I also enjoy running on long sandy beaches at a place called Tulum.  I’d run for miles, dash into the surf, roll in the sand, and then clean my face on a fluffy beach towel.  It was a delicious treat.  I am quite a bit older now, so I don’t do the long runs and hikes that I did when I was a much younger dog. 

Sadly I have had a few health problems in my past.  The first problem occurred when I was about two-years old.  I had a large tumor in my head that required surgery.  The doctor did a fine job of removing the tumor, but as you can see from the photos both of my ears used to be perky, like wings.  Now the right one is perky, and the left one is relaxed.  It makes me much more interesting to look at, I think.  

Playing in the tidal pools on Isla Mujeres
I was such a scrawny, lanky teenager – all legs and feet.  Now that I am a mature woman, I have settled into a fuller, Rubenesque-body type.  I do have other health challenges including skin sensitivities, digestive issues, heartworm, and Ehrlichia, but I won’t bore you with the gruesome details.  And of course as I age, I am gradually losing my eye-sight to cataracts.  It is such a challenge getting older.  I miss the carefree days of my youth.

With such a rocky start to my life, being adopted has been a blessing for me.  I gained a loving family, who feed me, care for me, and let me share their lives completely.  And I’ll tell you a secret.  She leaned closer to whisper.  I have my own private closet filled with beautiful jeweled collars; collars for Hallowe’en, or Christmas, or Thanksgiving, and for my birthday.  I have collars to match my female human’s dresses, and my male human’s shirts.  I am spoiled.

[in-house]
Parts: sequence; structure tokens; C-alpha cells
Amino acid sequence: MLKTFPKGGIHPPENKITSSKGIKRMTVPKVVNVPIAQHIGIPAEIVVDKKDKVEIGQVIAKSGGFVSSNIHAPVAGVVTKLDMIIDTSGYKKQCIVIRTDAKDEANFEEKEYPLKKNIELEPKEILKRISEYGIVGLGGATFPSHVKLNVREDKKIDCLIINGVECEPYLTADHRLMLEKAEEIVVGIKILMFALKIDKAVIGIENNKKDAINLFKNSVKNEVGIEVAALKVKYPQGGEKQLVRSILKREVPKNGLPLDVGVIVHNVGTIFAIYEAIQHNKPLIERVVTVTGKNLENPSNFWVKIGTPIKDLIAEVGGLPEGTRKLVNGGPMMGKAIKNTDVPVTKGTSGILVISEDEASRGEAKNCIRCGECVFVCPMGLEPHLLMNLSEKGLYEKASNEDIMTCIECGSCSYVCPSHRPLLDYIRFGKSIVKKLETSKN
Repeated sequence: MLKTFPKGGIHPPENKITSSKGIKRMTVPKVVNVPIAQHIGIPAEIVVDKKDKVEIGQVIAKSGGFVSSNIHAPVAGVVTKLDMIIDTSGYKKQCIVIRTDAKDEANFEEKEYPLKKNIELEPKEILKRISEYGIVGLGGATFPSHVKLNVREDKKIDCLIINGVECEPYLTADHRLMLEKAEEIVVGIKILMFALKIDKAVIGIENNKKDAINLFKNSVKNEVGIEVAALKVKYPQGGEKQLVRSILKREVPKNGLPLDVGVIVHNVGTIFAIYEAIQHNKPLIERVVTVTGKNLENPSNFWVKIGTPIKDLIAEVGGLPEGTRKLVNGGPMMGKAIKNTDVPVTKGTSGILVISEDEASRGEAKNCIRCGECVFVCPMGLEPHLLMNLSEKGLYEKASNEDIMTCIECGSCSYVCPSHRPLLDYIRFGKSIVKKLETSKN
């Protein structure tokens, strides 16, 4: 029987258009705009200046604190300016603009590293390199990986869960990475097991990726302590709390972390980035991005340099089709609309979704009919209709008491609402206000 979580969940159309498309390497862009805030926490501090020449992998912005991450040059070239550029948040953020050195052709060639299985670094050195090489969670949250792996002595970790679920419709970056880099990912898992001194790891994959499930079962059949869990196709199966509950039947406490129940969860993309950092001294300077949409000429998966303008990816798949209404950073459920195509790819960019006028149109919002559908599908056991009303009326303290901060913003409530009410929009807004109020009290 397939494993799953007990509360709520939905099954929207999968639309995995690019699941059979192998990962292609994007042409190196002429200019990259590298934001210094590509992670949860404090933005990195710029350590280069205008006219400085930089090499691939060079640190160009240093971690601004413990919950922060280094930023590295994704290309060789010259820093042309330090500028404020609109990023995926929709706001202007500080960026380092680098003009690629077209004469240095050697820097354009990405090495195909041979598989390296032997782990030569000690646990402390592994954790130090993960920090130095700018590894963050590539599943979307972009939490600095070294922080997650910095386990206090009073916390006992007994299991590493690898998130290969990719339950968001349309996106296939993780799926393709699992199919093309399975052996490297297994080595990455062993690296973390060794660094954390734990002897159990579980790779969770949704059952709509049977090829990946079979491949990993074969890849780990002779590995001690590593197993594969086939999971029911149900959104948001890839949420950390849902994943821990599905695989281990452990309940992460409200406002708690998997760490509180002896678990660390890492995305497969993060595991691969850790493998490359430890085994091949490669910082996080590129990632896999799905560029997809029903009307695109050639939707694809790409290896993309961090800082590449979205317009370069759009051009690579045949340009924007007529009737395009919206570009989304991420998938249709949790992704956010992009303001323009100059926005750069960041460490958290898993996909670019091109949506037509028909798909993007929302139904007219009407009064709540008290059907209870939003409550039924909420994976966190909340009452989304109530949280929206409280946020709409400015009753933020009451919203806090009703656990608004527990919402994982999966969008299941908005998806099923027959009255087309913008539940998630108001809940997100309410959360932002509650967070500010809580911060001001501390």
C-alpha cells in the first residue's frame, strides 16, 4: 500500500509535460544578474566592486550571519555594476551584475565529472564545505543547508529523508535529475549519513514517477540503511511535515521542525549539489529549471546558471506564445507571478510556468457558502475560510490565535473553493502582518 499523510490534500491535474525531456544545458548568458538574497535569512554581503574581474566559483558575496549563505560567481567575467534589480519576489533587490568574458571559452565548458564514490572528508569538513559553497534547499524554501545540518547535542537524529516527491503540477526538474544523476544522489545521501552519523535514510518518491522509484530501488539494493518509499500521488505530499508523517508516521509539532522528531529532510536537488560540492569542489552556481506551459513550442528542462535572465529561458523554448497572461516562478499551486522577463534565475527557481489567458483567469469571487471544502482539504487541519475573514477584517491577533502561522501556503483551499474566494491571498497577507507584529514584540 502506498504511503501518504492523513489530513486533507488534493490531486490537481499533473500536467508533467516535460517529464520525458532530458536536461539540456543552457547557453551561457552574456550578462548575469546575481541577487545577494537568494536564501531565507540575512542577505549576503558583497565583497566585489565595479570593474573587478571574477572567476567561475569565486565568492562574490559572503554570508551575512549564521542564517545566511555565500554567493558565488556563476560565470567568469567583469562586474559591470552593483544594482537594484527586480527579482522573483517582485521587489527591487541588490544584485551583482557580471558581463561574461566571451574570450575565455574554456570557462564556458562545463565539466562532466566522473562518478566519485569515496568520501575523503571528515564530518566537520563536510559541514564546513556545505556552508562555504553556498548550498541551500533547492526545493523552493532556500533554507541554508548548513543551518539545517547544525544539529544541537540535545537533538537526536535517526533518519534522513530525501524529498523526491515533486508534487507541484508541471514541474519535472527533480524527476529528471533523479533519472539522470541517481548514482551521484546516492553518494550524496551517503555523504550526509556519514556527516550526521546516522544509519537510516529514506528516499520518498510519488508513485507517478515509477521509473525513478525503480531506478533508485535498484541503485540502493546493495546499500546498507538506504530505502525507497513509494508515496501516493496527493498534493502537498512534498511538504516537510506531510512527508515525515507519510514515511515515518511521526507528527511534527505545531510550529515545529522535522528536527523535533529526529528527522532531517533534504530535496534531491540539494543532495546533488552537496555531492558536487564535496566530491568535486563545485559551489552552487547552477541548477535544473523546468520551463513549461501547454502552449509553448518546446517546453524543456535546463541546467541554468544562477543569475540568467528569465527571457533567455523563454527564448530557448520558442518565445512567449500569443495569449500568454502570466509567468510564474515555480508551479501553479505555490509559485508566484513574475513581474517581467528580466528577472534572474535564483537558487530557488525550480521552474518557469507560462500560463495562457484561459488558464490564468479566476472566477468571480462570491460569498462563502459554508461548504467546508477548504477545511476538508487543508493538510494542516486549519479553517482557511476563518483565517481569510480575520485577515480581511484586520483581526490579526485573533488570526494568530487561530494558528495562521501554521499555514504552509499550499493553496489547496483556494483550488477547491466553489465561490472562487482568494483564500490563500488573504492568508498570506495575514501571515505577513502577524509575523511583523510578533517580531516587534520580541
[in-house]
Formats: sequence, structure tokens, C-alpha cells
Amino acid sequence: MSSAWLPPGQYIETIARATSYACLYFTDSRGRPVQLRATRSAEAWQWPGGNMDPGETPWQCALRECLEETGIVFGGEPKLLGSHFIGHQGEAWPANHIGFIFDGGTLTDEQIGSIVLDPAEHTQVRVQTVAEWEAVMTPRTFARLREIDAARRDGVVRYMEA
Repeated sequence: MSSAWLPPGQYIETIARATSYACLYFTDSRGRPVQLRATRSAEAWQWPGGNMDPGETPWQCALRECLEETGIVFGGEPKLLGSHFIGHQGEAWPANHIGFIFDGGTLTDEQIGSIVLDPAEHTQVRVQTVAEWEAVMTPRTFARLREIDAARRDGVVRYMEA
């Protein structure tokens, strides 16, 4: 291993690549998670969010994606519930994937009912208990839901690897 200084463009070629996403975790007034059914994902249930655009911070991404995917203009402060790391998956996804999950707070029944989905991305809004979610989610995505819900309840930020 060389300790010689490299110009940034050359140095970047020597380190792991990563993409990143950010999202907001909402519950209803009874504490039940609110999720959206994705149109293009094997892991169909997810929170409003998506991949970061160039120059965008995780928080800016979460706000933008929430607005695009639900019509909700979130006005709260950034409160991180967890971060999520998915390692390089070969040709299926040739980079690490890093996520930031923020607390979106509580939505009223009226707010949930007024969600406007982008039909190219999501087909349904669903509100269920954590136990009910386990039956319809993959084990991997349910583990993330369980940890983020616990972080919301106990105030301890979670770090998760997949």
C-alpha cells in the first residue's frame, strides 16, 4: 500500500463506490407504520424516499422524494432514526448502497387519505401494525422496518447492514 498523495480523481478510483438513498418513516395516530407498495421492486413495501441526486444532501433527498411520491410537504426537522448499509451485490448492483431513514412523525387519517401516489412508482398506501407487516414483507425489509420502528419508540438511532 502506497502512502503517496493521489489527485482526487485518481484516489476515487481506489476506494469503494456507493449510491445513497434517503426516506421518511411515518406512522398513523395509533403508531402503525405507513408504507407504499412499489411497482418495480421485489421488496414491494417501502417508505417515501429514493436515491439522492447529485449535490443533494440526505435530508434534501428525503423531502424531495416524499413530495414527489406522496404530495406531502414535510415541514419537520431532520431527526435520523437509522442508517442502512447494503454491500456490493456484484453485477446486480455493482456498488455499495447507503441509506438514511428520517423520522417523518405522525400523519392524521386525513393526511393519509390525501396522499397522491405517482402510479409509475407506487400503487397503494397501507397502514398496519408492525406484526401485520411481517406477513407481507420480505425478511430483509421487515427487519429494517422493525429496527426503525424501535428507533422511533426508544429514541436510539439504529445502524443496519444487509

And here's our recent family portrait !
They also let me share their bed for part of the night.  I like to get into the bed first, kiss both of my humans good night and then leave to sleep peacefully in my own comfy bed.  Part way through the night I will sometimes sneak into bed for an hour, or when my male human gets up in the morning I’ll make a warm nest with his pillows.  Those extra few minutes of sleep are delightful, full of wonderful dreams and memories of being young again.

I love my life.  Bella looked away, a film of tears in her eyes, thinking how she had aged so much in the last year or two.  I hope I can stay healthy and happy, sharing my life with my people for a few more years yet.   I love my people.  But her life was too perfect to be sad about anything for very long.  Softly thumping her tail on the floor she grinned happily at her visitor.  I wish every dog could be as fortunate as I have been!


Cast of characters:

Bella – is Bella who lives at Villa la Bella Bed & Breakfast on Isla Mujeres

The tall woman – Alison Sawyer Current who founded the non-profit organization Isla Animals dedicated to helping animals in need.

The pretty blonde-haired woman – Ashley Margilyn Blogin co-owner of Villa la Bella

The handsome male human – Curtis Blogin co-owner of Villa la Bella

Friday, October 4, 2013

The Little Devils of Isla Mujeres

Delivering vegetables to Hidalgo Avenue
“Bicycle?” he asks with a smile, pointing at his specialized vehicle a diablito (little devil).  It’s a combination of a cart and a bicycle welded together in an ingenious fashion.   

The maleteros, bellboys, or bicycle-couriers are a hard working bunch of guys who meet all of the arriving and departing passenger boats.  They offer their portage services to everyone.